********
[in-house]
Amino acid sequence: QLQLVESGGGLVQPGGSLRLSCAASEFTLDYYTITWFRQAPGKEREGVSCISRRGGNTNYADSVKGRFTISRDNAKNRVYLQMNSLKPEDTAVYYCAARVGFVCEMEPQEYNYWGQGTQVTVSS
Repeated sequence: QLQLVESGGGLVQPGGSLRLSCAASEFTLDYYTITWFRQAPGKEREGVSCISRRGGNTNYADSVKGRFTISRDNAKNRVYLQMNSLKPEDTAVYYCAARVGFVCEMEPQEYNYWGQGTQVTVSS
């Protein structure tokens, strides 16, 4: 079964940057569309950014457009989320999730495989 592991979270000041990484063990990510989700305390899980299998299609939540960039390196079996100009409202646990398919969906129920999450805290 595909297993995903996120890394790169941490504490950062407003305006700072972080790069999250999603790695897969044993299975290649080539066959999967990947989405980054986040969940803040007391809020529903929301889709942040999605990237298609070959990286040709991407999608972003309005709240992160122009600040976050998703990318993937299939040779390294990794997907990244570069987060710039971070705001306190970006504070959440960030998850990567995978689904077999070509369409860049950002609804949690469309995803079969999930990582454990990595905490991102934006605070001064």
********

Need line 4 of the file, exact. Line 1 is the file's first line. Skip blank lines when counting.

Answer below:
């Protein structure tokens, strides 16, 4: 079964940057569309950014457009989320999730495989 592991979270000041990484063990990510989700305390899980299998299609939540960039390196079996100009409202646990398919969906129920999450805290 595909297993995903996120890394790169941490504490950062407003305006700072972080790069999250999603790695897969044993299975290649080539066959999967990947989405980054986040969940803040007391809020529903929301889709942040999605990237298609070959990286040709991407999608972003309005709240992160122009600040976050998703990318993937299939040779390294990794997907990244570069987060710039971070705001306190970006504070959440960030998850990567995978689904077999070509369409860049950002609804949690469309995803079969999930990582454990990595905490991102934006605070001064």